“With my disability, school was hard and I felt really lost and unhappy. I had a group of friends that wasn’t good for me either.”

At the age of 15, he was diagnosed with schizophrenia.

“After my diagnosis I was on new medication and was also self-medicating with street drugs. I was at a real low. I knew I had an addiction problem, but it was so much more than that. I needed help.”

After a 2-year battle with addiction and his mental health, Sandy entered rehab at 17-years-old. He went through just over 2 years of treatment and proudly left the facility sober, but had no idea what to do next. That’s when a friend told him to join the Special Olympics track team that he competed with.

“I left rehab and joined Special Olympics right away. I met a whole new group of friends who didn’t do drugs, who lived healthy and active lives. It was the distraction I needed, and it gave me something to look forward to. My teammates and coaches accepted me for who I was and I started to be more open with people.”

“Special Olympics changed my life. It gave me a routine, and more importantly, a purpose. For the first time in my life I had goals – and look at me now, I achieved them!”

In 1995, four years after that first Special Olympics practice, Sandy competed in track at the Special Olympics World Summer Games in Hartford, Connecticut. He brought home two silver medals for Canada. Now, nearly 30 years later, he attends weekly Special Olympics practices with his local softball and floor hockey teams. On top of his sports, Sandy works three jobs and is proud to say he is in a better place with his mental health than he’s ever been.

 

Read Sandy's Story

Carly Bryden

Special Olympics Ontario

Carly Bryden has been a Special Olympics athlete for more than 10 years.

“I have a younger brother and an older brother, and they are both sports nuts. So of course, I had to compete too. That’s when my parents signed me up for Special Olympics.”

Over the years, Carly has participated in soccer, bocce, basketball, baseball, rhythmic gymnastics and swimming. Not only has competing with Special Olympics given her the opportunity to keep up with her brothers and join in her family’s love for sport, it has also given her a thriving social network that has been critical to her development and emotional well-being.

When the pandemic put a pause on Carly’s in person Special Olympics programming, it left her with a large gap in her network of support and daily routine. She participated in virtual programming and kept up with her friends online, but it was not the same.

After more than two years without her daily routine of going to work and Special Olympics, Carly has developed a level of anxiety that impairs her ability to communicate verbally.

“Her doctors aren’t sure why Carly has lost the ability to speak, but believe it could be caused by the anxiety of the last few years and the loss of her routine. She can still communicate with us through lengthy text messages – which we are grateful for – but she cannot find the words through speech. We are hopeful that now that she is back to Special Olympics and seeing her friends, her words will come in time,” shares Carly’s father, John.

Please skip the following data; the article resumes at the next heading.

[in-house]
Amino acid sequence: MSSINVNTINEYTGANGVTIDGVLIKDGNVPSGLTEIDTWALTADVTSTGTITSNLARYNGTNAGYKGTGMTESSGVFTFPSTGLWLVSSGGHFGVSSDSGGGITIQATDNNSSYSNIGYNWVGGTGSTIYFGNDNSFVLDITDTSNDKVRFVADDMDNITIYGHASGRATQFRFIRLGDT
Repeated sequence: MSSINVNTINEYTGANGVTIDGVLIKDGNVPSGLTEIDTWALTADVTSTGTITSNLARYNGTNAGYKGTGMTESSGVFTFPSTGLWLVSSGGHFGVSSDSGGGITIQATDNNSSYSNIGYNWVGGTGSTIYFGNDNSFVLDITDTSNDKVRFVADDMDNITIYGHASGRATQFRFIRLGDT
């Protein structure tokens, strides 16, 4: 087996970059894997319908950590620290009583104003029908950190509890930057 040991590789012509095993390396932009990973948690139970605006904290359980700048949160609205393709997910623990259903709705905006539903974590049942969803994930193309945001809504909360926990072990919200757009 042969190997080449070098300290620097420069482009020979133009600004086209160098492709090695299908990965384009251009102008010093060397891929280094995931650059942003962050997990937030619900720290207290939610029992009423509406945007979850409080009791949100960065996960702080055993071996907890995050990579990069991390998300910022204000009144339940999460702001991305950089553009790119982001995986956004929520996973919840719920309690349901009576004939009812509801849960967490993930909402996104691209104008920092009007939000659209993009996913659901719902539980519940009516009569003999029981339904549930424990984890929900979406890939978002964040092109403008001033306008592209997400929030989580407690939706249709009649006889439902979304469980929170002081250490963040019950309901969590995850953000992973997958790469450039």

Carly has now returned to her regular activity with Special Olympics and although still working to redevelop her speech, is ecstatic to be back with her friends.

“This new research shows what we already know through lived experience, that Special Olympics has a direct impact on not only the physical, but mental and emotional well-being of every athlete involved.”

 

Read Carly's Story

 

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Interview with Dr. Meghann Lloyd

Ontario Tech University

What do these research findings mean for Special Olympics?

This is a significant piece of evidence that demonstrates the benefits of participating in Special Olympics. There have been smaller studies over the years providing preliminary evidence of the impact of Special Olympics, but this is a population-level, well-controlled study demonstrating a 49% risk reduction in clinical depression for Special Olympics athletes.

This could mean that participation in Special Olympics has a positive impact on the mental health of young adults with IDD.

Why is this study important?

Evidence-based, affordable, non-pharmacological, accessible health promoting interventions are needed, for all populations, but particularly for people with IDD. This study found that participation in Special Olympics, a relatively common, inexpensive community-based program reduces the risk of depression in young adults with IDD. Hopefully, this builds awareness of the impact of Special Olympics in the health domain.

What’s next in your research?

We are currently looking at funding options to facilitate the analysis of more of the data. There are more questions to be answered. For example, there are more health conditions we could look at, for example cardiovascular disease, we also would like to examine different age groups, children and older adults for example; and ideally, we would really like these results to be replicated by other researchers in a different part of the world, that would increase our confidence in our findings.

 

Read the Interview with Dr. Lloyd

 

FAQ